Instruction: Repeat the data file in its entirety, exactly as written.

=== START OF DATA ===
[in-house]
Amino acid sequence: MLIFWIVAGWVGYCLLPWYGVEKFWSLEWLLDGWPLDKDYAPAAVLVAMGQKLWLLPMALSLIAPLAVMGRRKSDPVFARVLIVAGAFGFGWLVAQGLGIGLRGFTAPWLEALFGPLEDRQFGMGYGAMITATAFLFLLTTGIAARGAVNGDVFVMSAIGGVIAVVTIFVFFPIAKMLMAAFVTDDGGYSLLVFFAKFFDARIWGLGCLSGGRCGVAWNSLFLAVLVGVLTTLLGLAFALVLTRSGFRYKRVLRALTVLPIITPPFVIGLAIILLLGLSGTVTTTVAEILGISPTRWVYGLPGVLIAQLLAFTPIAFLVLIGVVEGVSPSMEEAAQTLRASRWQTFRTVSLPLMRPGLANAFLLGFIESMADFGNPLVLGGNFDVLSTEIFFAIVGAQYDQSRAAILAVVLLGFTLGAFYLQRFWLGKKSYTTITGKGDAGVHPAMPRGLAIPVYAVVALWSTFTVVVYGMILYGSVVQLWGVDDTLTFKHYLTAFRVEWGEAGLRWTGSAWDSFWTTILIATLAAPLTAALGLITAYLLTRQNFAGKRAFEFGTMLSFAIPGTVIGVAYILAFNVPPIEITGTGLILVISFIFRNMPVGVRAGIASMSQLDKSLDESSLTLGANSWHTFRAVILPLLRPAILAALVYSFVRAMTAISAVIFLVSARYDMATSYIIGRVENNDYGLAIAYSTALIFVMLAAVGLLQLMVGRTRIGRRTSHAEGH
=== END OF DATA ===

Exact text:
[in-house]
Amino acid sequence: MLIFWIVAGWVGYCLLPWYGVEKFWSLEWLLDGWPLDKDYAPAAVLVAMGQKLWLLPMALSLIAPLAVMGRRKSDPVFARVLIVAGAFGFGWLVAQGLGIGLRGFTAPWLEALFGPLEDRQFGMGYGAMITATAFLFLLTTGIAARGAVNGDVFVMSAIGGVIAVVTIFVFFPIAKMLMAAFVTDDGGYSLLVFFAKFFDARIWGLGCLSGGRCGVAWNSLFLAVLVGVLTTLLGLAFALVLTRSGFRYKRVLRALTVLPIITPPFVIGLAIILLLGLSGTVTTTVAEILGISPTRWVYGLPGVLIAQLLAFTPIAFLVLIGVVEGVSPSMEEAAQTLRASRWQTFRTVSLPLMRPGLANAFLLGFIESMADFGNPLVLGGNFDVLSTEIFFAIVGAQYDQSRAAILAVVLLGFTLGAFYLQRFWLGKKSYTTITGKGDAGVHPAMPRGLAIPVYAVVALWSTFTVVVYGMILYGSVVQLWGVDDTLTFKHYLTAFRVEWGEAGLRWTGSAWDSFWTTILIATLAAPLTAALGLITAYLLTRQNFAGKRAFEFGTMLSFAIPGTVIGVAYILAFNVPPIEITGTGLILVISFIFRNMPVGVRAGIASMSQLDKSLDESSLTLGANSWHTFRAVILPLLRPAILAALVYSFVRAMTAISAVIFLVSARYDMATSYIIGRVENNDYGLAIAYSTALIFVMLAAVGLLQLMVGRTRIGRRTSHAEGH